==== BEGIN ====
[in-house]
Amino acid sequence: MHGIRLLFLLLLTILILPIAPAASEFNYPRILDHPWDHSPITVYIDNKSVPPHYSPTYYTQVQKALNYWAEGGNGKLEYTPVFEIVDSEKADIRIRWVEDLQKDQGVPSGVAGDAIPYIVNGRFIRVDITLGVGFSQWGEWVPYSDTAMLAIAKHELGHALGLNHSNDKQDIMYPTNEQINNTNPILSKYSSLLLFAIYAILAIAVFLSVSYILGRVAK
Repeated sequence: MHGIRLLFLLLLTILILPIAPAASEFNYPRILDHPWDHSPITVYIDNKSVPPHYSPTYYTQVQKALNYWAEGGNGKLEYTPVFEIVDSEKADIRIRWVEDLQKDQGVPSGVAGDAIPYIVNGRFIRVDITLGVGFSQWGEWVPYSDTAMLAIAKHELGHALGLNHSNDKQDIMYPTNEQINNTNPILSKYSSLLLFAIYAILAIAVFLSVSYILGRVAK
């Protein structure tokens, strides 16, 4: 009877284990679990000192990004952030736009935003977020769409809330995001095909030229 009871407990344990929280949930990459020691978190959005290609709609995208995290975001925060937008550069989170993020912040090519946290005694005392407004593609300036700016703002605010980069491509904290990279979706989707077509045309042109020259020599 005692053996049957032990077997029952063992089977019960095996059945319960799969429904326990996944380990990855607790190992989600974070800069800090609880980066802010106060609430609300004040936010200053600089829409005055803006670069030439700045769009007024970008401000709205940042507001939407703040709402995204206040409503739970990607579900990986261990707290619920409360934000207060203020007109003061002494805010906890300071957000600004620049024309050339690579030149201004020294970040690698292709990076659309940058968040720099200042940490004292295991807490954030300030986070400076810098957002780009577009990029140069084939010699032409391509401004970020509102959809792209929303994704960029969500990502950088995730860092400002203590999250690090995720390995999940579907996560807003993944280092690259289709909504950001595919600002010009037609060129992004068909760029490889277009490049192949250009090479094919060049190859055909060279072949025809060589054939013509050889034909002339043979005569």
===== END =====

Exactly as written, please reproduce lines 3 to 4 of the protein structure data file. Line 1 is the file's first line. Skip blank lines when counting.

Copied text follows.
Repeated sequence: MHGIRLLFLLLLTILILPIAPAASEFNYPRILDHPWDHSPITVYIDNKSVPPHYSPTYYTQVQKALNYWAEGGNGKLEYTPVFEIVDSEKADIRIRWVEDLQKDQGVPSGVAGDAIPYIVNGRFIRVDITLGVGFSQWGEWVPYSDTAMLAIAKHELGHALGLNHSNDKQDIMYPTNEQINNTNPILSKYSSLLLFAIYAILAIAVFLSVSYILGRVAK
């Protein structure tokens, strides 16, 4: 009877284990679990000192990004952030736009935003977020769409809330995001095909030229 009871407990344990929280949930990459020691978190959005290609709609995208995290975001925060937008550069989170993020912040090519946290005694005392407004593609300036700016703002605010980069491509904290990279979706989707077509045309042109020259020599 005692053996049957032990077997029952063992089977019960095996059945319960799969429904326990996944380990990855607790190992989600974070800069800090609880980066802010106060609430609300004040936010200053600089829409005055803006670069030439700045769009007024970008401000709205940042507001939407703040709402995204206040409503739970990607579900990986261990707290619920409360934000207060203020007109003061002494805010906890300071957000600004620049024309050339690579030149201004020294970040690698292709990076659309940058968040720099200042940490004292295991807490954030300030986070400076810098957002780009577009990029140069084939010699032409391509401004970020509102959809792209929303994704960029969500990502950088995730860092400002203590999250690090995720390995999940579907996560807003993944280092690259289709909504950001595919600002010009037609060129992004068909760029490889277009490049192949250009090479094919060049190859055909060279072949025809060589054939013509050889034909002339043979005569």